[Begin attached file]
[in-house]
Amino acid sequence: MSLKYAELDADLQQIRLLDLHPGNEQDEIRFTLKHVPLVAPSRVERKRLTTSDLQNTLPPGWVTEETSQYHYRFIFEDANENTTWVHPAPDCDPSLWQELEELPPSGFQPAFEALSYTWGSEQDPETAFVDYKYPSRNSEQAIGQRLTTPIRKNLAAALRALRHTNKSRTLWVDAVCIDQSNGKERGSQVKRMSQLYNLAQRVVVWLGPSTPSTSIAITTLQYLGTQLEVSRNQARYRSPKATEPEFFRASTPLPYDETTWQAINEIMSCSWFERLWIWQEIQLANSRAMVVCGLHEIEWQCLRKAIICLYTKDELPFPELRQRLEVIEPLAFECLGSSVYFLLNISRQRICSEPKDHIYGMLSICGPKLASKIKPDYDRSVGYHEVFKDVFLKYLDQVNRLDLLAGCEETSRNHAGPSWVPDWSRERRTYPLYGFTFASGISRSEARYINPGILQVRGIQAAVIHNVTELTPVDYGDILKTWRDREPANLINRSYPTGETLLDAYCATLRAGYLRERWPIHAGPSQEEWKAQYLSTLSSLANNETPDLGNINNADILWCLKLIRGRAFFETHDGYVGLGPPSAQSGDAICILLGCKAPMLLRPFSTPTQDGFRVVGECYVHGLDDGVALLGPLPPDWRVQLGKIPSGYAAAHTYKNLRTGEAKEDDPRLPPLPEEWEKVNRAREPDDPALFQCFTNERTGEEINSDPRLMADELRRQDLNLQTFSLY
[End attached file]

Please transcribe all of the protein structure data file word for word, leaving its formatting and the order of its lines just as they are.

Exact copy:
[in-house]
Amino acid sequence: MSLKYAELDADLQQIRLLDLHPGNEQDEIRFTLKHVPLVAPSRVERKRLTTSDLQNTLPPGWVTEETSQYHYRFIFEDANENTTWVHPAPDCDPSLWQELEELPPSGFQPAFEALSYTWGSEQDPETAFVDYKYPSRNSEQAIGQRLTTPIRKNLAAALRALRHTNKSRTLWVDAVCIDQSNGKERGSQVKRMSQLYNLAQRVVVWLGPSTPSTSIAITTLQYLGTQLEVSRNQARYRSPKATEPEFFRASTPLPYDETTWQAINEIMSCSWFERLWIWQEIQLANSRAMVVCGLHEIEWQCLRKAIICLYTKDELPFPELRQRLEVIEPLAFECLGSSVYFLLNISRQRICSEPKDHIYGMLSICGPKLASKIKPDYDRSVGYHEVFKDVFLKYLDQVNRLDLLAGCEETSRNHAGPSWVPDWSRERRTYPLYGFTFASGISRSEARYINPGILQVRGIQAAVIHNVTELTPVDYGDILKTWRDREPANLINRSYPTGETLLDAYCATLRAGYLRERWPIHAGPSQEEWKAQYLSTLSSLANNETPDLGNINNADILWCLKLIRGRAFFETHDGYVGLGPPSAQSGDAICILLGCKAPMLLRPFSTPTQDGFRVVGECYVHGLDDGVALLGPLPPDWRVQLGKIPSGYAAAHTYKNLRTGEAKEDDPRLPPLPEEWEKVNRAREPDDPALFQCFTNERTGEEINSDPRLMADELRRQDLNLQTFSLY